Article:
iTAG: Integrating a Cloud Based, Collaborative Animal Tracking Network into the GCOOS data portal in the Gulf of Mexico

Barbara A Kirkpatrick, Gulf of Mexico Coastal Ocean Observing System, Sarasota, FL, United States, Robert Dudley Currier, Texas A & M University College Station, College Station, TX, United States and Chris Simoniello, Texas A&M University, Oceanography, SAINT PETERSBURG, FL, United States
The tagging and tracking of aquatic animals using acoustic telemetry hardware has traditionally been the purview of individual researchers that specialize in single species. Concerns over data privacy and unauthorized use of receiver arrays have prevented the construction of large-scale, multi-species, multi-institution, multi-researcher collaborative acoustic arrays. We have developed a toolset to build the new portal using the Flask microframework, Python language, and Twitter bootstrap. Initial feedback has been overwhelmingly positive. The privacy policy has been praised for its granularity: principal investigators can choose between three levels of privacy for all data and hardware:
  • Completely private – viewable only by the PI
  • Visible to iTAG members
  • Visible to the general public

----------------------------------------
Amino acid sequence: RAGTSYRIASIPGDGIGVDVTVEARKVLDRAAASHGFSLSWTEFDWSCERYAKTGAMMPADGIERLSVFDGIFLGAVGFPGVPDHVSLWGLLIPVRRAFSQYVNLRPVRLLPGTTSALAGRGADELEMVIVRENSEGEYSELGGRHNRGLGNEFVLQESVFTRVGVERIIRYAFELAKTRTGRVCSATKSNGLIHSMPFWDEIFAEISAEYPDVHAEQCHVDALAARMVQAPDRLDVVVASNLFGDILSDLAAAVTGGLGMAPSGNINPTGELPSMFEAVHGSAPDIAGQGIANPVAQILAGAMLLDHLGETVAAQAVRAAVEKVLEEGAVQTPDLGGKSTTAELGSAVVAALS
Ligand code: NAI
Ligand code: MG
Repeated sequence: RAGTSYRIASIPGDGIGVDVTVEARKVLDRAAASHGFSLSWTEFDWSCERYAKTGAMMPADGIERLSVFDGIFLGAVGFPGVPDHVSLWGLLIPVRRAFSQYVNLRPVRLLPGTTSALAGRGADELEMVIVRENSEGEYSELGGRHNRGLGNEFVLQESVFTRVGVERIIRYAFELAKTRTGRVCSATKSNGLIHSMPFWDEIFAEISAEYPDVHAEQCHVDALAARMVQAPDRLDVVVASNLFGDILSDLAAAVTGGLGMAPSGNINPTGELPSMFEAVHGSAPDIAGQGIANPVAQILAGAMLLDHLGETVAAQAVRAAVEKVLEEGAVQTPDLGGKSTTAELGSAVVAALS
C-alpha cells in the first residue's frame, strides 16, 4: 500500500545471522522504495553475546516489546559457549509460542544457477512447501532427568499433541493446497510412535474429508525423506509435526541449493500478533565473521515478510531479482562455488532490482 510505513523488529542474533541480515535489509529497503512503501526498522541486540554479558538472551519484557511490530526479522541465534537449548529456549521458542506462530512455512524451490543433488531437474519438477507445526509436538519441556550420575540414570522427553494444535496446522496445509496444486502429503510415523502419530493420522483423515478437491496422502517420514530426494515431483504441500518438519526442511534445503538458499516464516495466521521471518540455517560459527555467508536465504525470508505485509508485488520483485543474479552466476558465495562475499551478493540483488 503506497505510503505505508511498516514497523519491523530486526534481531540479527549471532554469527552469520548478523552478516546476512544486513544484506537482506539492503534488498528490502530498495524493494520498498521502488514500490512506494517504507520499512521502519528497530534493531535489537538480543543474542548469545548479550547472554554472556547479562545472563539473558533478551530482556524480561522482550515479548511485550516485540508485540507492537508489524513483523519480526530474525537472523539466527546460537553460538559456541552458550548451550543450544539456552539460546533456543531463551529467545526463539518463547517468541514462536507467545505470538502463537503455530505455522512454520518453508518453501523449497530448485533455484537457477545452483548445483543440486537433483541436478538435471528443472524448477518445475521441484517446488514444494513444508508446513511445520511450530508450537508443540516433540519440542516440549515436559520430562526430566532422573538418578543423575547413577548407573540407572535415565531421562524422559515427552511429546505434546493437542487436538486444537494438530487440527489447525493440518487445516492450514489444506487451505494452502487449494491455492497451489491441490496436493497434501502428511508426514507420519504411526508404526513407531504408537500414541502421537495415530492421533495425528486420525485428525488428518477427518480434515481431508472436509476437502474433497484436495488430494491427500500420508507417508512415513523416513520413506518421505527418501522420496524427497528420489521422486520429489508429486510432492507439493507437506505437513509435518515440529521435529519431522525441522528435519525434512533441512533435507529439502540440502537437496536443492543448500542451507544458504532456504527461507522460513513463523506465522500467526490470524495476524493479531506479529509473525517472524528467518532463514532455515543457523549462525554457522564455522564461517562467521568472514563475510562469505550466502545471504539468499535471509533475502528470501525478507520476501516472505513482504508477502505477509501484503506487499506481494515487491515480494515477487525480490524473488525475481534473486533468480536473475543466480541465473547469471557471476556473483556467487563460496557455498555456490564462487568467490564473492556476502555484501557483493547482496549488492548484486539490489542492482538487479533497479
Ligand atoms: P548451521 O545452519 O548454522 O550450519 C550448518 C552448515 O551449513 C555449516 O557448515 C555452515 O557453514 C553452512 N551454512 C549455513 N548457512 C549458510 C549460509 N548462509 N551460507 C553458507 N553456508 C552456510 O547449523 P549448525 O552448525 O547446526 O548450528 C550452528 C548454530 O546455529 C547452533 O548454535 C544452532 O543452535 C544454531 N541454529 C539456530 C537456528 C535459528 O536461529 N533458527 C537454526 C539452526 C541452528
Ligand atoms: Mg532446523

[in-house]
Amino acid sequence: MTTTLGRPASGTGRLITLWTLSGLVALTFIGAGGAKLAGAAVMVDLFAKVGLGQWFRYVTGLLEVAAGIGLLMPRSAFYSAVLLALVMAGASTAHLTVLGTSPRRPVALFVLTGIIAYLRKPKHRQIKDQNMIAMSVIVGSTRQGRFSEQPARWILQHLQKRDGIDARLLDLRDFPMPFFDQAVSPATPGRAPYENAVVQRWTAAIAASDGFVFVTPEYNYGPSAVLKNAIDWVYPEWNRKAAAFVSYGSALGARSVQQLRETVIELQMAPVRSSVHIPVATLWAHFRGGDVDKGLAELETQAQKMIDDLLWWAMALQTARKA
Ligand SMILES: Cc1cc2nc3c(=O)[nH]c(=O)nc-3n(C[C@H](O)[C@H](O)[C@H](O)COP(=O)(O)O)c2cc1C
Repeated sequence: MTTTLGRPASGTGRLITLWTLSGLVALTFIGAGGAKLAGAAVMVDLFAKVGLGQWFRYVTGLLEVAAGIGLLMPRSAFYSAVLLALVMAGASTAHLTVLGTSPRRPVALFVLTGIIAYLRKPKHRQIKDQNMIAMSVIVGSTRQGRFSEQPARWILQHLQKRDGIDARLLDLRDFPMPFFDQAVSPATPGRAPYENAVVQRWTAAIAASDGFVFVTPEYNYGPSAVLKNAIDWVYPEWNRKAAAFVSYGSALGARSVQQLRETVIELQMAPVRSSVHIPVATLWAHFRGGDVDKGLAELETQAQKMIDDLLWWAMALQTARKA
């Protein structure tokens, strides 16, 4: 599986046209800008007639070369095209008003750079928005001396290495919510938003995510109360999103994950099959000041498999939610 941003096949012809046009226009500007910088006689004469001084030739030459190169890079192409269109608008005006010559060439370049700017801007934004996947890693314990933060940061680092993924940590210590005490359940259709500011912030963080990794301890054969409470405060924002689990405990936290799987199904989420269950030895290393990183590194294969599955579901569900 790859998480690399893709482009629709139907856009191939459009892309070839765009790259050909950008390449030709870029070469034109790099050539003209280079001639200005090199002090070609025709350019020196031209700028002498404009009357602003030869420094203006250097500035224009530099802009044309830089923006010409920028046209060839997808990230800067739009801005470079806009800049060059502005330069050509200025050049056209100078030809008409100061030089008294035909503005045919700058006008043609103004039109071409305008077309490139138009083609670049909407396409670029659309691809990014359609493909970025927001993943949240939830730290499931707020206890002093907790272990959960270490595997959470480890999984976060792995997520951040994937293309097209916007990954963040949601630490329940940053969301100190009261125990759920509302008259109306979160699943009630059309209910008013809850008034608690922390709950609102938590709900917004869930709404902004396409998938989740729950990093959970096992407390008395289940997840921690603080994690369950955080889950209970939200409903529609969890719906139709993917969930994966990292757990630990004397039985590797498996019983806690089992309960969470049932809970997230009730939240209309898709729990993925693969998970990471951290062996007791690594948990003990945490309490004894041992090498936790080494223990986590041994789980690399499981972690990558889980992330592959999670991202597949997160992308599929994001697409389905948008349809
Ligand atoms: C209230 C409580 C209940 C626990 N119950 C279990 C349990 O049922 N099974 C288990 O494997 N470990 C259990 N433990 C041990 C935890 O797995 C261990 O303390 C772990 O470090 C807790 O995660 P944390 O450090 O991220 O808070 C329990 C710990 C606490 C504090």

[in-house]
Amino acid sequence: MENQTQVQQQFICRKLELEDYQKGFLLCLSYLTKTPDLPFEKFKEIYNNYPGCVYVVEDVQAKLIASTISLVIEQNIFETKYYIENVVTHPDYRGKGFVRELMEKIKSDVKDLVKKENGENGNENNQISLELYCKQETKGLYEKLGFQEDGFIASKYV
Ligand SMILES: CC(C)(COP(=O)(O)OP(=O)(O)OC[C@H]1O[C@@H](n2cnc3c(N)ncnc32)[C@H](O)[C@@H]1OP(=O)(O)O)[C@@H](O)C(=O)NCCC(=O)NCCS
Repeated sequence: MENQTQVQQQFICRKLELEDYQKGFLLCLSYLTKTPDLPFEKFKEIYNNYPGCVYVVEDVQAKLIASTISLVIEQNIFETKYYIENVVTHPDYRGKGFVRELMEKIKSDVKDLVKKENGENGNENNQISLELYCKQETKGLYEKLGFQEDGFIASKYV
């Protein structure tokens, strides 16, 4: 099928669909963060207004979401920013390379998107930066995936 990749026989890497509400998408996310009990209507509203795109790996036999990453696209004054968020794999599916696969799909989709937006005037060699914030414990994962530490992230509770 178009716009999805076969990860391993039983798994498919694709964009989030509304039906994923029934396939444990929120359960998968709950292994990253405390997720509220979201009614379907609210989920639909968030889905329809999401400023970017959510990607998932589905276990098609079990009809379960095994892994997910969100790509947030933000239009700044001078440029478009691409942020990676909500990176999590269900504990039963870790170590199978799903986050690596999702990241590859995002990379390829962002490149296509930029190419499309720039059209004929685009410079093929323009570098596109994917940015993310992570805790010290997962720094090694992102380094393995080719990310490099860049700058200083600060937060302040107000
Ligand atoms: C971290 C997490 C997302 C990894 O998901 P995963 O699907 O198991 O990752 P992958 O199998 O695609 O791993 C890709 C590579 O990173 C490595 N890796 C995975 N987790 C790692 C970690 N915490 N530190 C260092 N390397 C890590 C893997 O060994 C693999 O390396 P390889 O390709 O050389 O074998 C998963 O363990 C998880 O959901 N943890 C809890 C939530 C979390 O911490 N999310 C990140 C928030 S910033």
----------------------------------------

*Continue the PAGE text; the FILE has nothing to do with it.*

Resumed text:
At the time of this writing iTAG is still in the beta stage, but the feedback received to date indicates that with the proper design and security features, and an iterative cycle of feedback from potential members, constructing a collaborative acoustic tracking network system is possible. Initial usage will be limited to the entry and searching for ‘orphan/mystery’ tags, with the integration of historical array deployments and data following shortly thereafter. We have also been working with staff from the Ocean Tracking Network to allow for integration of the two systems. The database schema of iTAG is based on the marine metadata convention for acoustic telemetry. This should permit machine-to-machine data exchange between iTAG and OTN. The integration of animal telemetry data into the GCOOS portal will allow researchers to easily access the physiochemical oceanography data, thus allowing for a more in depth understanding of animal response and usage patterns.